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From the coconut shells Dr Zabiegaj was able to produce useable particles. Particles were divided into coarse and smooth particles and then further characterised.

Part of the work included checking the surface tension and checking if the particles were stable in the solution.

Following her previously designed procedure she found out that those particles that were going to be carbon again were having specific and a very interesting behaviour when they were made into a solution and when they made up the interface in foams.

Her findings were a good indication that stable foams would be produced. Solid foams from the particles as well as carbon green body foams were produced from the coconut shells.

So, a waste product has a second life.

The structure of the materials was interconnected with either big voids or small voids. Also, medium voids with a difference in the thickness. She was simply playing with the concentrations of the same particles. Doing this she was able to produce different monoliths that were followed by many different structures.

Coconut derived activated carbon

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Adsorption of gases at 77K

Carbon particles on the interface

Dispersion characteristics

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Processing carbon monoliths and carbon green body foams

Foaming at a speed of 8000 rpm over a time of 2 to 5 minutes

Gelling at a temperature of 80oC over a time of 3 hours

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Carbon Soot–Ionic Surfactant Mixed Layers at Water/Air Interfaces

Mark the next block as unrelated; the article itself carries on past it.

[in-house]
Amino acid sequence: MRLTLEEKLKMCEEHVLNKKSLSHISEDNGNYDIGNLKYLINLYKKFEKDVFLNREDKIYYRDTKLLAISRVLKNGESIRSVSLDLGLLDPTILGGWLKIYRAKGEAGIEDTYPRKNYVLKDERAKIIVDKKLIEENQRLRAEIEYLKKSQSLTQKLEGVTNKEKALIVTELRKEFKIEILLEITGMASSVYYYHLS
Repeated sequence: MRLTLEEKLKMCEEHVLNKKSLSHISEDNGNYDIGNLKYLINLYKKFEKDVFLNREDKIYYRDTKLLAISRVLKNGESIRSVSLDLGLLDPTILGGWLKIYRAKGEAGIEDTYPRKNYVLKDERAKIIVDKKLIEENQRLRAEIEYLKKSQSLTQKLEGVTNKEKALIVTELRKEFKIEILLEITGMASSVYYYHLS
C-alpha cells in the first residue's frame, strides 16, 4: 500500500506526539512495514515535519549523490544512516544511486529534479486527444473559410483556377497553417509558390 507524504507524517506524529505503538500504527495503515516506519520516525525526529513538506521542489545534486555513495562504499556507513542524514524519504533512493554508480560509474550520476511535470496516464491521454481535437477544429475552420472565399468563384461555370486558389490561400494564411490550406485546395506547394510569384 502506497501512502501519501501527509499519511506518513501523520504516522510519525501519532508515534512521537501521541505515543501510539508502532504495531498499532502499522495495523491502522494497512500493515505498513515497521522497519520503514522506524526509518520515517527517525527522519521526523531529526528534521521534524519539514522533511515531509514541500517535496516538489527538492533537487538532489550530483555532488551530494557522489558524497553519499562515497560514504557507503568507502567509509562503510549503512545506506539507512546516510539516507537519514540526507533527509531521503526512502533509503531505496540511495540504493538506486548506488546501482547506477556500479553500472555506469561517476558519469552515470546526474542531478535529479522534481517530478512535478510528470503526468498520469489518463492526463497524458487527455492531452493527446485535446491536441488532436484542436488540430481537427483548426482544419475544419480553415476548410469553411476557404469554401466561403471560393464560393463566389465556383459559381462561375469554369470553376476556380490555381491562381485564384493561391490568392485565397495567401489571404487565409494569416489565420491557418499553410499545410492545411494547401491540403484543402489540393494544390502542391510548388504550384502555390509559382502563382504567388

https://www.researchgate.net/publication/263010354_Carbon_Soot-Ionic_Surfactant_Mixed_Layers_at_WaterAir_Interfaces

D. Zabiegaj et al, JNN 15 (2015) 3618-3625

An experimental study is presented on the properties of aqueous dispersions containing carbon nanoparticles and different ionic surfactants which can modify the degree of hydrophobicity/philicity of particles favouring their transfer from the dispersion bulk to the interfacial layer. Aim of this work was to understand the particle-surfactant and particle-fluid interface interactions and their effect on those macroscopic surface properties of the mixed systems which are expected related to the stability and structure of the respective particle stabilized foams. To this purpose a systematic characterization of dispersions has been carried out, based on surface tension measurement against the surfactant concentration, using a drop Profile Analysis Tensiometer (PAT). The results have been crossed with the characterization of the bulk dispersion by Dynamic Light Scattering (DLS) and Z-potential measurements to check the effects of surfactant on the particle aggregation and on the particle surface charge, respectively. The stability of the foams obtained with the same compositions has been also investigated and correlated to the other surface and bulk properties.

Concentration of surfactant-decorated particles

Impact on green foam morphology

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Solid foams

Dr Zabiegaj took her foams and started seeing what thermal treatment did to them. She was able to obtain many different structures.

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High temperatures used were 500oC, 900oC and 1500oC

1-hour heating time with a heating rate of 1oC/min

Inert atmosphere of argon using 100cm3/min

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Solid foams microstructure

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Heating them to high temperatures (e.g. 1500oC) produced something incredibly interesting and mechanically stable, but for the required purposes the nano-porosity for CO2 wasn’t quite good enough.

At 500oC with green bodies it was noticed that there was no nanoporosity.

A temperature of 900oC had the porosity just appearing and seemed to be the most successful nano-porosity for CO2.